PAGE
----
The Fitler Square Improvement Association works in public private partnership with the Philadelphia Department of Parks and Recreation to maintain and improve Fitler Square. The Association is responsible for almost all care and improvements to Fitler Square including ongoing maintenance such as sprinkler system upkeep, hiring a gardener and purchasing plantings, turf care, tree pruning fertilizing and planting, sweeping and cleaning, and snow removal. The Association additionally holds annual events such as its spring fair on the Friday and Saturday of mother's day weekend, Easter Egg Hunt, Halloween Event, Holiday Tree Lighting, annual "Park Work Day", and others.
In addition to these ongoing activities, the Fitler Square Improvement Association conducts major capital projects. In recent history these have included converting the central fountain into one that recirculates rather than runs water directly from the main into the drain (described below), restoring and painting all iron fencing in 2013, upgrading the sprinkler system in 2013, replacing all benches in 2014, converting all lighting to more energy efficient and higher quality LEDs in 2014, and other smaller projects. More capital improvements are planned for the near future. Most projects and events are funded by membership contributions from neighbors, for which The Association is deeply grateful. The bench replacement project was funded by 2nd District City Councilman Kenyatta Johnson who has been a continual steward of Fitler Square and its surrounding neighborhood.
On May 10, 2014 Fitler Square's new benches were officially opened to the public by a ceremony at the Fitler Square Improvement Association's spring fair. Present were Councilman Kenyatta Johnson and wife Dawn, Mark Focht from the Department of Parks and Recreation, and Fitler Square board members including president Judy Romano Zimering and Project Manager Derek Freres. A young park user (and we hope future member of the Fitler Square Improvement Association) held the official honor of cutting the ceremonial ribbon.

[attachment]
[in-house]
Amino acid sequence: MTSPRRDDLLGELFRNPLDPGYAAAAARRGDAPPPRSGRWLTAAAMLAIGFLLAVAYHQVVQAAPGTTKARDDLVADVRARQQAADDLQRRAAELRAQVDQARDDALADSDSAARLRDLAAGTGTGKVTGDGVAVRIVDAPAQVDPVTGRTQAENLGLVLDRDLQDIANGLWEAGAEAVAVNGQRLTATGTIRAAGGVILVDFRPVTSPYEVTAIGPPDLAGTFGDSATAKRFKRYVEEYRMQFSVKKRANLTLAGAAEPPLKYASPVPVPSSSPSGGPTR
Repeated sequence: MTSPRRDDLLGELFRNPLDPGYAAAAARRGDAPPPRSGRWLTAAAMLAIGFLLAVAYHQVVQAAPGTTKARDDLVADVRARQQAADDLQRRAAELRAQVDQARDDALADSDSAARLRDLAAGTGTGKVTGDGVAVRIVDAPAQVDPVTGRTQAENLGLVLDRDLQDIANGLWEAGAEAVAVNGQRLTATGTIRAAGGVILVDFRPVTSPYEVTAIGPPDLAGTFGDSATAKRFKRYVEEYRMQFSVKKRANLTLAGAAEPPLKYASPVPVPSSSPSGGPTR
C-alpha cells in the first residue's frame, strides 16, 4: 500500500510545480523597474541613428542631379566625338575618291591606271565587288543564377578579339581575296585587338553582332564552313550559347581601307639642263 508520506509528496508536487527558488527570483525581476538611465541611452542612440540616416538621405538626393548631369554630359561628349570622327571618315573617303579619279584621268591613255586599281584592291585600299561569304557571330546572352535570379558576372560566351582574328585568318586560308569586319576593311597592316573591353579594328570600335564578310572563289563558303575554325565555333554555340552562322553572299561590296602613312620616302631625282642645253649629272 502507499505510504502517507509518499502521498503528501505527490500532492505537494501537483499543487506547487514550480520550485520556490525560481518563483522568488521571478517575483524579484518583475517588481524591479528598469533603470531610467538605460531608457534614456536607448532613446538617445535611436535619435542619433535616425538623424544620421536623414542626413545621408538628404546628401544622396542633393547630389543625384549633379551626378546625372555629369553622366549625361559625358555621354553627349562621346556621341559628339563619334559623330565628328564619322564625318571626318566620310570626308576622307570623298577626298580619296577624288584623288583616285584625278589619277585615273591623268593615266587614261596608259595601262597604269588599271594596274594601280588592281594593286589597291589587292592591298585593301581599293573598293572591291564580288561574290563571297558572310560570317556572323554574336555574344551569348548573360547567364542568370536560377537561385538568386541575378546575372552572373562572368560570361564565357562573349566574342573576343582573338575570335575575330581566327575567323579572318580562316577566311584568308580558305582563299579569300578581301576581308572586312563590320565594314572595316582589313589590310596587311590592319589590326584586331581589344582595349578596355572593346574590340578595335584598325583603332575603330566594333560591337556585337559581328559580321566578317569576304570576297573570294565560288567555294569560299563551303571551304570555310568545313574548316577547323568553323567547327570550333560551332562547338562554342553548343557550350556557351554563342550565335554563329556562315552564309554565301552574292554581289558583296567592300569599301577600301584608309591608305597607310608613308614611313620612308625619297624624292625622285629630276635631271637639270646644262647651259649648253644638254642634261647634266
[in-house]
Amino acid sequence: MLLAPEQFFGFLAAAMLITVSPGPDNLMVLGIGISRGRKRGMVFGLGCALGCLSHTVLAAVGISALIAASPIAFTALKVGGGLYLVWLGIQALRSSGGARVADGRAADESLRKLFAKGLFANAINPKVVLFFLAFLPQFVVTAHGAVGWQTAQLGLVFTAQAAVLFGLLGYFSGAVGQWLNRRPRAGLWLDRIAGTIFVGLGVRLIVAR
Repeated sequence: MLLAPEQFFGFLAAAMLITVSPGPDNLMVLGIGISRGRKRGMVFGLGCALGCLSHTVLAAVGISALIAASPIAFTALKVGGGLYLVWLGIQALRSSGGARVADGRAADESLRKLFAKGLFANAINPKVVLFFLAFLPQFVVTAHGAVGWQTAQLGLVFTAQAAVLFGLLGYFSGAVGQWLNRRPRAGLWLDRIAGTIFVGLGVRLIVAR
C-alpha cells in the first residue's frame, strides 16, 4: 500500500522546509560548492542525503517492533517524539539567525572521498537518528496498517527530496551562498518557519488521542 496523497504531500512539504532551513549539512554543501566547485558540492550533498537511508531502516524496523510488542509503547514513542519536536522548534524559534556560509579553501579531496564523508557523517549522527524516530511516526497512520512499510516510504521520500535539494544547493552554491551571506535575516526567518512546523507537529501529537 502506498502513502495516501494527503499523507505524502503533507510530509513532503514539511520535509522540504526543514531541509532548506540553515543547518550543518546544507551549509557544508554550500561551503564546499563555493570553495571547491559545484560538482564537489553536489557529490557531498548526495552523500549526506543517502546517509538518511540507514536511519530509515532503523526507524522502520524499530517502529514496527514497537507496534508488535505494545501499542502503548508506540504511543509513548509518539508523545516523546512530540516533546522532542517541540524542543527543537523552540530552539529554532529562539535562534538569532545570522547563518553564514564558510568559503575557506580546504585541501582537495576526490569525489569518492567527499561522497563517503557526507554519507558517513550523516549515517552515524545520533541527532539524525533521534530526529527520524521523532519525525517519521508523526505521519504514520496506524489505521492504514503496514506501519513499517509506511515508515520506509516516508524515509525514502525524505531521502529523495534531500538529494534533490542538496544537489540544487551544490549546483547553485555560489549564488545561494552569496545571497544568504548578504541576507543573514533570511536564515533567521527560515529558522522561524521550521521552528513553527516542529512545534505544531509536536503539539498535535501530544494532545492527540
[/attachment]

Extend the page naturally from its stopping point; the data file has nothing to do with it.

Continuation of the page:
A 2014 article in PlanPhilly written by Ashley Hahn also posted on philly.com described the 2010 - 2014 stint of major improvement projects conducted by the Fitler Square Improvement Association and some of their effects on The Square and surrounding neighborhood. For its decades of work and in honor of recent improvements Philadelphia City Council Honored the Fitler Square Improvement Association and its president Judy Romano Zimering through a citation presented by Councilman Kenyatta Johnson in May 2014 (image to the left).
A sculpture of three turtles adorn the park made by well-known Philadelphia artist Eric Berg, as well as sculptures of a Grizzly Bear and a Ram. The center of the park is dominated by a Victorian-era fountain which flows most of the year. Prior to 2010 this fountain, like many in the City, flowed fresh water from the main directly into the sewer system. In 2010 the Fitler Square Improvement Association engaged a large project (approximately $40,000) funded by neighborhood donations and a $7,000 grant from the Pennsylvania Horticultural Society to change the fountain into one that recirculates all of its water with a pumping system saving huge amounts of water each year.
Fitler Square, Philadelphia Facts for Kids. Kiddle Encyclopedia.